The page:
- A Visual Guide to Migraine Headaches Slideshow
- Headache and Migraine Triggers Slideshow
- Take the Migraines Quiz
- What is acetylsalicylic acid, and how does it work (mechanism of action)?
- What brand names are available for acetylsalicylic acid?
- Is acetylsalicylic acid available as a generic drug?
- Do I need a prescription for acetylsalicylic acid?
- What are the side effects of acetylsalicylic acid?
- What is the dosage for acetylsalicylic acid?
- Which drugs or supplements interact with acetylsalicylic acid?
- Is acetylsalicylic acid safe to take if I'm pregnant or breastfeeding?
- What else should I know about acetylsalicylic acid?
What is acetylsalicylic acid, and how does it work (mechanism of action)?
Aspirin is a nonsteroidal antiinflammatory drug (NSAID) effective in treating fever, pain, and inflammation in the body. It also prevents blood clots (i.e., is antithrombotic). As a group, NSAIDs are non-narcotic relievers of mild to moderate pain of many causes, including
Other members of this class include ibuprofen (Motrin), indomethacin (Indocin), nabumetone (Relafen) and several others. They all work by reducing the levels of prostaglandins, chemicals that are released when there is inflammation and that cause pain and fever. NSAIDs block the enzyme that makes prostaglandins (cyclooxygenase), resulting in lower concentrations of prostaglandins. As a consequence, inflammation, pain, and fever are reduced. Inhibition of prostaglandins also reduces the function of platelets and the ability of blood to clot. Aspirin, inhibits the function of platelets in a manner that is different from other NSAIDs, and its antithrombotic effects last longer than other NSAIDs. This is why aspirin is used for preventing heart attacks and strokes. The FDA approved Bayer aspirin in June 1965.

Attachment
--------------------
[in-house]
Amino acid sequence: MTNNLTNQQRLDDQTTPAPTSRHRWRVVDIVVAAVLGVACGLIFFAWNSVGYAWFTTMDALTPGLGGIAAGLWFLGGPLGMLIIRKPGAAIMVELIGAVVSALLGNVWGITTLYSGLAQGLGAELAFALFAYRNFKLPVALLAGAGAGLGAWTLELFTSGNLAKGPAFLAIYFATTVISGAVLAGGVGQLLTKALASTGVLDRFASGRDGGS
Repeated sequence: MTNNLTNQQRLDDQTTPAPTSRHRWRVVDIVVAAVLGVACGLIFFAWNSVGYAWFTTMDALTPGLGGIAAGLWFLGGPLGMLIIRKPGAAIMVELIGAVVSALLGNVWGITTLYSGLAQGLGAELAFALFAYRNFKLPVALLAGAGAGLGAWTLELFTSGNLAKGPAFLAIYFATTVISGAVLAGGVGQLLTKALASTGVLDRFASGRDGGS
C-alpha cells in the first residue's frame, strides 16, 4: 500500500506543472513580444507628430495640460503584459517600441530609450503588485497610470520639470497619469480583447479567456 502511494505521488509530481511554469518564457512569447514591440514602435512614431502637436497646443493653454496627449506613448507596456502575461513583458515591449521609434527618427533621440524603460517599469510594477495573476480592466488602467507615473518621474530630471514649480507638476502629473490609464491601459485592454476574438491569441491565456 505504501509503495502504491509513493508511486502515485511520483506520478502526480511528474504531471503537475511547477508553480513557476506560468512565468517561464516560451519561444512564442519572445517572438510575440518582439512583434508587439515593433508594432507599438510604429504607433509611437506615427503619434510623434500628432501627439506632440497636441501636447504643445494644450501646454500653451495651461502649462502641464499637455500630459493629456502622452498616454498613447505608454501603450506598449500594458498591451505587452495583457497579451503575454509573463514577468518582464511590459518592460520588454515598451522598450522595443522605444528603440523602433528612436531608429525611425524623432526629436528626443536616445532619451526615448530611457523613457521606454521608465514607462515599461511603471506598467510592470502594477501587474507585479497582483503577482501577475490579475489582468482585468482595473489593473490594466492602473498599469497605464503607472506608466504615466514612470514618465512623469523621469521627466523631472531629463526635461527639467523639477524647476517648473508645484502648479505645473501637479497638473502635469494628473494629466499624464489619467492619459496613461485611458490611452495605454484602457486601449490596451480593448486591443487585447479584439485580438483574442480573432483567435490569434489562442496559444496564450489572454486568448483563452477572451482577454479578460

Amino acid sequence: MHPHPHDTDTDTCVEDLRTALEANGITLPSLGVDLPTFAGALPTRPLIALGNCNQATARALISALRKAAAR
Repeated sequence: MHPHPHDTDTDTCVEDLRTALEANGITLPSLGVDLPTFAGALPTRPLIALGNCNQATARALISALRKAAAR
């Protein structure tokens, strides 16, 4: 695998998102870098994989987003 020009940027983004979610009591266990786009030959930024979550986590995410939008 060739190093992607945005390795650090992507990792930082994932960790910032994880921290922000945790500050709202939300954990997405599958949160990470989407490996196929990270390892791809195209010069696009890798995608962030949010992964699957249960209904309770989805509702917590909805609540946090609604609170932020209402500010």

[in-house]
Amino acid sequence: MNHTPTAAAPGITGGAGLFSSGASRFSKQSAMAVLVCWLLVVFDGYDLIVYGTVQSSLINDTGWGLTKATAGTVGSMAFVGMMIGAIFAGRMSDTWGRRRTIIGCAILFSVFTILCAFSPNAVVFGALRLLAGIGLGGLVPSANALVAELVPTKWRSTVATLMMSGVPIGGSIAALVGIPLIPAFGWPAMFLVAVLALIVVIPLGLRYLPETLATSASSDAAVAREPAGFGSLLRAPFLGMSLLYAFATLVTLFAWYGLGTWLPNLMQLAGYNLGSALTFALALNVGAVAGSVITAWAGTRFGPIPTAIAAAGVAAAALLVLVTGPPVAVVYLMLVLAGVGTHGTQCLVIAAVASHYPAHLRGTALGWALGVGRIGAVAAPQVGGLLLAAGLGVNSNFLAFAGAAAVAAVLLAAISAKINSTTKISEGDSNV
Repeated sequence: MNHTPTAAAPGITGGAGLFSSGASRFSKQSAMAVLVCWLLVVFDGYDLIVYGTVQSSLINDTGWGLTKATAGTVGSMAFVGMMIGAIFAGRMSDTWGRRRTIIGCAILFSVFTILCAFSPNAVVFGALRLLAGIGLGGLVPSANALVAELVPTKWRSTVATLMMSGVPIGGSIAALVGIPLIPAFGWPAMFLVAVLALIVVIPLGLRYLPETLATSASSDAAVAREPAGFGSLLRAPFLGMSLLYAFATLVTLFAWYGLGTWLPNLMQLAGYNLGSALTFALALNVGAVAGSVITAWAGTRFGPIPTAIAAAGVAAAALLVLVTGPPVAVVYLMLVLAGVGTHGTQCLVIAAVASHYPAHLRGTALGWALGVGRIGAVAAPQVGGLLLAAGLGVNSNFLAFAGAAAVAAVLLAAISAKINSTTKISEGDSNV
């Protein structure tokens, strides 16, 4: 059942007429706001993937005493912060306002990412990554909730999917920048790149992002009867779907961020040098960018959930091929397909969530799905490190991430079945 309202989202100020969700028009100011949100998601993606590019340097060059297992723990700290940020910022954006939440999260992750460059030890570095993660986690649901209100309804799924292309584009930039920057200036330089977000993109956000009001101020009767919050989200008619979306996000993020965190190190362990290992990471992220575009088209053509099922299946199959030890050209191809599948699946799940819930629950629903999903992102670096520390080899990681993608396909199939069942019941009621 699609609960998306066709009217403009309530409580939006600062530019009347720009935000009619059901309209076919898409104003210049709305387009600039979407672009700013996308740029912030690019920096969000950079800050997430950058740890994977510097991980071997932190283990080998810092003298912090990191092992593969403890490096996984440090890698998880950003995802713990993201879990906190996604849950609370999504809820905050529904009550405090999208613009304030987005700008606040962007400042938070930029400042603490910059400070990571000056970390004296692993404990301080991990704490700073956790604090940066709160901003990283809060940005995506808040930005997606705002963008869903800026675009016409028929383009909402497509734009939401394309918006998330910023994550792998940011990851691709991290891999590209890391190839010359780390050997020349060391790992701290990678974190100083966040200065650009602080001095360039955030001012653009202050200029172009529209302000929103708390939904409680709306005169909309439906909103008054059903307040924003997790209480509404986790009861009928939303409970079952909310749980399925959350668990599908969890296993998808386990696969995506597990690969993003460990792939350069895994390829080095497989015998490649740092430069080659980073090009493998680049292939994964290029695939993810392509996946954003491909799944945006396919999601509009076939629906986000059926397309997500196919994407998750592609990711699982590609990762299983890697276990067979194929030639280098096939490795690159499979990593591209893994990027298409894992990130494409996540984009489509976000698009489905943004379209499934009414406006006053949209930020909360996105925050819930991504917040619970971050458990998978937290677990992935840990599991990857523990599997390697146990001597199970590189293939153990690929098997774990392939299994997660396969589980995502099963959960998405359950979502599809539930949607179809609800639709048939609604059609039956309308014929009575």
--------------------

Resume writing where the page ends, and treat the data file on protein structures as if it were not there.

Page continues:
What brand names are available for acetylsalicylic acid?
Aspirin, Arthritis Foundation Safety Coated Aspirin, Bayer Aspirin, Bayer Children's Aspirin, Ecotrin, and many others
Is acetylsalicylic acid available as a generic drug?
GENERIC AVAILABLE: Yes
Do I need a prescription for acetylsalicylic acid?
What are the side effects of acetylsalicylic acid?
Most patients benefit from aspirin and other NSAIDs with few side effects. However, serious side effects can occur and generally tend to be dose-related. Therefore, it is advisable to use the lowest effective dose to minimize side effects.
Gastrointestinal side effects are
- abdominal burning,
- gastritis, and
- even serious gastrointestinal bleeding and
- liver toxicity.
Ringing in the ears
- Should ringing in the ears occur, the daily dose should be reduced.
Other side effects include:
Other side effects and adverse reactions
- Aspirin should be avoided by patients with peptic ulcer disease or poor kidney function, since this medication can aggravate both conditions.
- Aspirin may exacerbate asthma.
- Aspirin can raise the blood uric acid level and is avoided in patients with hyperuricemia and gout.
- Children and teenagers should avoid aspirin for symptoms of the flu or chickenpox because of the associated risk of Reye's Syndrome, a serious disease of the liver and nervous system that can lead to coma and death.
- Aspirin can increase the effect of medicines used to treat diabetes mellitus, resulting in abnormally low blood sugars if blood sugar levels are not monitored.
- NSAIDs should be discontinued prior to elective surgery because of a mild tendency to interfere with blood clotting. Aspirin, because of its prolonged effect on platelets, is best discontinued at least ten to fourteen days in advance of the procedure.
Quick GuideMigraine or Headache? Migraine Symptoms, Triggers, Treatment
Report Problems to the Food and Drug Administration
You are encouraged to report negative side effects of prescription drugs to the FDA. Visit the FDA MedWatch website or call 1-800-FDA-1088.
Need help identifying pills and medications?
Use the pill identifier tool on RxList.